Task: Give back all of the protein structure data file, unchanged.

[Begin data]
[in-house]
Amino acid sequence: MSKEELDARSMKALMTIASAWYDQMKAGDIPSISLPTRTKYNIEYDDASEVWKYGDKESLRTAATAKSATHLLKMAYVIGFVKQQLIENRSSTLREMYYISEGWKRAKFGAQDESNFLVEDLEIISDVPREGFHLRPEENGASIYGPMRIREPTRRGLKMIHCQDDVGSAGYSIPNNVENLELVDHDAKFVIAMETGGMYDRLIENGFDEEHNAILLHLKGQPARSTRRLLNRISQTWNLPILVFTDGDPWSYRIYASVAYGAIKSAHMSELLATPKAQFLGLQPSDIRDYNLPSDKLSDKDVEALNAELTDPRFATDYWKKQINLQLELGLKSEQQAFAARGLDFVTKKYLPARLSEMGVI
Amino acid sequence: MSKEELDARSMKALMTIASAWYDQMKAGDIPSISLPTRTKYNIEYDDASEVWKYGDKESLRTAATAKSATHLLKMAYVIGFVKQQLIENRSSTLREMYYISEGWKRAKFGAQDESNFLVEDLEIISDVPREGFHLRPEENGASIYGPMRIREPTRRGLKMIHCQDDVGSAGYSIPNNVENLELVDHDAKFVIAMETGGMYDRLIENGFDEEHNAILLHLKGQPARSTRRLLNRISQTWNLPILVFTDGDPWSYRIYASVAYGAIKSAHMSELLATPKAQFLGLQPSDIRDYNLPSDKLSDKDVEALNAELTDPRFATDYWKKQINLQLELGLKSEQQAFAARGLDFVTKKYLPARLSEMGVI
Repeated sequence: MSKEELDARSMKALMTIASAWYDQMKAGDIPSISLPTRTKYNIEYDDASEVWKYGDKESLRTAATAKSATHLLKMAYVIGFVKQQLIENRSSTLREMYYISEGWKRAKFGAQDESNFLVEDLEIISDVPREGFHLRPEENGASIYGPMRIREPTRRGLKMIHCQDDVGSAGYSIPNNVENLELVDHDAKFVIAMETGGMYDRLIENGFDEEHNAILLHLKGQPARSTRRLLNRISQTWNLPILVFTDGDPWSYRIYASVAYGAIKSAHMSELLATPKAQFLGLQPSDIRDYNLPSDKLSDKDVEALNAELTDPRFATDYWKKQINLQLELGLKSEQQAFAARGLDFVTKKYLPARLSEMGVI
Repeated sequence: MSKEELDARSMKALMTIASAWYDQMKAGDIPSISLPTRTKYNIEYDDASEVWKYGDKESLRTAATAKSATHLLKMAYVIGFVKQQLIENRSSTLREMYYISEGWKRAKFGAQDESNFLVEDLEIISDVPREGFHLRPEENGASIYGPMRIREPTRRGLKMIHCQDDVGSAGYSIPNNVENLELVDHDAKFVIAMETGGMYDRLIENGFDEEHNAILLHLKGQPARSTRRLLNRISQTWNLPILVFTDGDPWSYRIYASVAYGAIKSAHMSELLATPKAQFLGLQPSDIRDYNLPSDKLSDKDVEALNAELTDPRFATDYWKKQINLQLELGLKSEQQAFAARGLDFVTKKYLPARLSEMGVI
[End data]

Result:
[in-house]
Amino acid sequence: MSKEELDARSMKALMTIASAWYDQMKAGDIPSISLPTRTKYNIEYDDASEVWKYGDKESLRTAATAKSATHLLKMAYVIGFVKQQLIENRSSTLREMYYISEGWKRAKFGAQDESNFLVEDLEIISDVPREGFHLRPEENGASIYGPMRIREPTRRGLKMIHCQDDVGSAGYSIPNNVENLELVDHDAKFVIAMETGGMYDRLIENGFDEEHNAILLHLKGQPARSTRRLLNRISQTWNLPILVFTDGDPWSYRIYASVAYGAIKSAHMSELLATPKAQFLGLQPSDIRDYNLPSDKLSDKDVEALNAELTDPRFATDYWKKQINLQLELGLKSEQQAFAARGLDFVTKKYLPARLSEMGVI
Amino acid sequence: MSKEELDARSMKALMTIASAWYDQMKAGDIPSISLPTRTKYNIEYDDASEVWKYGDKESLRTAATAKSATHLLKMAYVIGFVKQQLIENRSSTLREMYYISEGWKRAKFGAQDESNFLVEDLEIISDVPREGFHLRPEENGASIYGPMRIREPTRRGLKMIHCQDDVGSAGYSIPNNVENLELVDHDAKFVIAMETGGMYDRLIENGFDEEHNAILLHLKGQPARSTRRLLNRISQTWNLPILVFTDGDPWSYRIYASVAYGAIKSAHMSELLATPKAQFLGLQPSDIRDYNLPSDKLSDKDVEALNAELTDPRFATDYWKKQINLQLELGLKSEQQAFAARGLDFVTKKYLPARLSEMGVI
Repeated sequence: MSKEELDARSMKALMTIASAWYDQMKAGDIPSISLPTRTKYNIEYDDASEVWKYGDKESLRTAATAKSATHLLKMAYVIGFVKQQLIENRSSTLREMYYISEGWKRAKFGAQDESNFLVEDLEIISDVPREGFHLRPEENGASIYGPMRIREPTRRGLKMIHCQDDVGSAGYSIPNNVENLELVDHDAKFVIAMETGGMYDRLIENGFDEEHNAILLHLKGQPARSTRRLLNRISQTWNLPILVFTDGDPWSYRIYASVAYGAIKSAHMSELLATPKAQFLGLQPSDIRDYNLPSDKLSDKDVEALNAELTDPRFATDYWKKQINLQLELGLKSEQQAFAARGLDFVTKKYLPARLSEMGVI
Repeated sequence: MSKEELDARSMKALMTIASAWYDQMKAGDIPSISLPTRTKYNIEYDDASEVWKYGDKESLRTAATAKSATHLLKMAYVIGFVKQQLIENRSSTLREMYYISEGWKRAKFGAQDESNFLVEDLEIISDVPREGFHLRPEENGASIYGPMRIREPTRRGLKMIHCQDDVGSAGYSIPNNVENLELVDHDAKFVIAMETGGMYDRLIENGFDEEHNAILLHLKGQPARSTRRLLNRISQTWNLPILVFTDGDPWSYRIYASVAYGAIKSAHMSELLATPKAQFLGLQPSDIRDYNLPSDKLSDKDVEALNAELTDPRFATDYWKKQINLQLELGLKSEQQAFAARGLDFVTKKYLPARLSEMGVI